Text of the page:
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COVID-19: Are utility companies doing enough to help as we reach 100 degree temps?

Posted at 2:49 PM, Apr 22, 2020
and last updated 2020-04-23 00:12:00-04

PHOENIX, Ariz. — Have you turned on the A/C yet? Well, the Valley is expecting the first 100 degree day of the year this week, so what do you do especially now that your stuck at home when it's both the hottest and electricity rates are the highest?

It was just a few short weeks ago the Arizona Corporation Commission told us they were looking to take action to help cut costs, but as we're learning their push hasn't gone very far.

With all of us working from home, The Let Joe Know Team asked why don't APS and SRP lower their rates during the day. It's the highest cost and with the highest temps coming, you'll be paying.

When asked, APS and SRP said it wasn't necessary for them to come up with a new rate due to COVID-19. They said with their rates and the right plan, prices were low enough.

But that's not what Commissioner Sandra Kennedy thought.

We reported she wanted a hearing before the Arizona Corporation Commission, requesting one low tariff or rate from each company.

The Commission questioned companies at a special meeting on March 16th, but when it was put on the agenda for March 24 to follow up it was pulled.

Corporation Commission Chairman Bob Burns saying at the time that the situation was "too fluid." That any update given during the meeting could quickly be outdated, so the discussion never happened.

The item did pop back up at a staff meeting on April 15 where commissioners questioned how a rate change would work, but it's unclear if it will be moving forward once again. At the time this story aired, it did not have any future dates listed for discussion.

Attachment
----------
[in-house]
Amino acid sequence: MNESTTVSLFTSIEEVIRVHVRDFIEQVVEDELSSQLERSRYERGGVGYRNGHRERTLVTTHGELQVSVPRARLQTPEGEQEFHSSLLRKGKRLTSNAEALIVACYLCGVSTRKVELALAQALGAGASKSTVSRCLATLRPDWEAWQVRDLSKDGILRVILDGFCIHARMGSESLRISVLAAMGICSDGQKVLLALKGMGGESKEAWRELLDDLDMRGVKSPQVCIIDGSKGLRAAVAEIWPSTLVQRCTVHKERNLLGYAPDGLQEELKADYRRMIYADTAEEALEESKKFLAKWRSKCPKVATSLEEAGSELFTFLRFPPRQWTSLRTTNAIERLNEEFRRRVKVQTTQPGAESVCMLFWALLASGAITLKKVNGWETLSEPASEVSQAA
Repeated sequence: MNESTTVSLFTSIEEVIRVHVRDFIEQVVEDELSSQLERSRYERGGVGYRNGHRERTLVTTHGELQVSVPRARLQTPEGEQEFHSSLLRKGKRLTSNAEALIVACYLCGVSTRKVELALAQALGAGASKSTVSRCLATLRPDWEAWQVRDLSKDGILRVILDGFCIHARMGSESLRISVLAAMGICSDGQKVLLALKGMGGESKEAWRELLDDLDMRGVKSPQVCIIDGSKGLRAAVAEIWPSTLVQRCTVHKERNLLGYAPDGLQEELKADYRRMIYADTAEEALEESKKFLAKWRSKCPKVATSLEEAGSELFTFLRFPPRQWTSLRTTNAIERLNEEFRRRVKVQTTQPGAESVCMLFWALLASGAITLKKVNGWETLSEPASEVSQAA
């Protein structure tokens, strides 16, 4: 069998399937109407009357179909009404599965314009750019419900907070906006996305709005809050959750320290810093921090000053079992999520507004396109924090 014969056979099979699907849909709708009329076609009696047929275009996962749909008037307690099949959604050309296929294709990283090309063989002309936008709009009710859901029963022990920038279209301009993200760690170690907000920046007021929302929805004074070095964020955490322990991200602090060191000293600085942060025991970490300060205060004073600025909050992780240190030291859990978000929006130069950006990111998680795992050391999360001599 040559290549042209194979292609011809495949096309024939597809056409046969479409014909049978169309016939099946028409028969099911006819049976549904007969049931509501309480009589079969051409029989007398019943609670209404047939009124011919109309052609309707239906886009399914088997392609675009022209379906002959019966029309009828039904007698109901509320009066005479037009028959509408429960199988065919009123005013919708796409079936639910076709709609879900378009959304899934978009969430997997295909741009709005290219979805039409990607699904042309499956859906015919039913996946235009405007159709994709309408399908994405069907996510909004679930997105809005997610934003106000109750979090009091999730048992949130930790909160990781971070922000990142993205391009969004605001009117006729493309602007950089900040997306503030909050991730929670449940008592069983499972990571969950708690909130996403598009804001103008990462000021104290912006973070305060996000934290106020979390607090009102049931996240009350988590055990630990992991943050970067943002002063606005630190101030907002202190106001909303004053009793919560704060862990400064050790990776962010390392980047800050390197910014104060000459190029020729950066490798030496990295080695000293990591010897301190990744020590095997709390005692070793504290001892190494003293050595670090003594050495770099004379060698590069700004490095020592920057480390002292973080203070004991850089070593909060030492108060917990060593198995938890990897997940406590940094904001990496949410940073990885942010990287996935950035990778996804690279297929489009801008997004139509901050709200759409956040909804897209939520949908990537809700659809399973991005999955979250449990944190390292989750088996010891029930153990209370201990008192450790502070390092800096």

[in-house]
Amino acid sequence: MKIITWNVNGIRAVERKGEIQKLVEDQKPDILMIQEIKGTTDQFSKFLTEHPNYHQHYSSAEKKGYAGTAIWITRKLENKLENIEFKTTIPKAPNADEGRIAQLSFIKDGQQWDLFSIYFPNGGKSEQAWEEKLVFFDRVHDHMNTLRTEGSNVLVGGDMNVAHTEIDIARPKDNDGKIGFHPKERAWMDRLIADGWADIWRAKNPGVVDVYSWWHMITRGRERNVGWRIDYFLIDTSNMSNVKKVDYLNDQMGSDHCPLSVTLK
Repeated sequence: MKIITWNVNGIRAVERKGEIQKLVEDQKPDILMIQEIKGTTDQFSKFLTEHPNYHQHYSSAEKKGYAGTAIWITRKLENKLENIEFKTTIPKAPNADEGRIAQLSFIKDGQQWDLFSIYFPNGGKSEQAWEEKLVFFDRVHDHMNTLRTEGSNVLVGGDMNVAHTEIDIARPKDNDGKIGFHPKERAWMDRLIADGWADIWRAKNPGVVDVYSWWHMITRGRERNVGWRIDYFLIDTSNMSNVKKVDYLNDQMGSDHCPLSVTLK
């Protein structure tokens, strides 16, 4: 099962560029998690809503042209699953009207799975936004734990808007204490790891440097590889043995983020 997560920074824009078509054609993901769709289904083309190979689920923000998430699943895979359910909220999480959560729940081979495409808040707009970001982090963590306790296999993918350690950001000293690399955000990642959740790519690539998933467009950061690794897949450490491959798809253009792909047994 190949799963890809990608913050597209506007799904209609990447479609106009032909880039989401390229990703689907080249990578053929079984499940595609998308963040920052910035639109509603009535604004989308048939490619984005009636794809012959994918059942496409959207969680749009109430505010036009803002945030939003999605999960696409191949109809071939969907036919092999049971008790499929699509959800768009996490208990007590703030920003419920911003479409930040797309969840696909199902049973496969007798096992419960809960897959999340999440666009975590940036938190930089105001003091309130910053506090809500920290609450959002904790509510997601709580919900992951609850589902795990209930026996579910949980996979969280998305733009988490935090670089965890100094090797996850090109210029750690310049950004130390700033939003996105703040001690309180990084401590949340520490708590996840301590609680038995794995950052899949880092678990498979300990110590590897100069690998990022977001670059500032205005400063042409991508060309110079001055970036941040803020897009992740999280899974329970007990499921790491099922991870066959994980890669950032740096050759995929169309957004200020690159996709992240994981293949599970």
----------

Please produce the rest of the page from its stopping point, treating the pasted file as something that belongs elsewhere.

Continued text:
Online filings show Commissioner Kennedy is continuing to question utility companies, like APS. They wrote the Corporation Commission and the Let Joe Know Team saying they are working to educate customers on how to reduce energy usage and provide financial relief to those behind on their bills.

But Commissioner Kennedy writing back asking why information to reduce usage doesn't mention COVID-19 and to get financial help, why does a customer have to be two months behind?

When The Let Joe Know Team asked those questions, APS told us they are trying to do more. They say they are waiting for approval from the Corporation Commission on a $16 million relief plan, something that will not lower rates, but would give discounts or a one-time bill forgiveness of up to $300 for those facing financial troubles connected to the coronavirus.

This is still something consumers say may not be enough.

Now, The Let Joe Know Team asked the Corporation Commission why, during a time that so many of us are home, isn't this a priority and if it will be discussed anytime soon? They deferred to Commissioner Kennedy's office, saying it could be on the May agenda but that has not been finalized.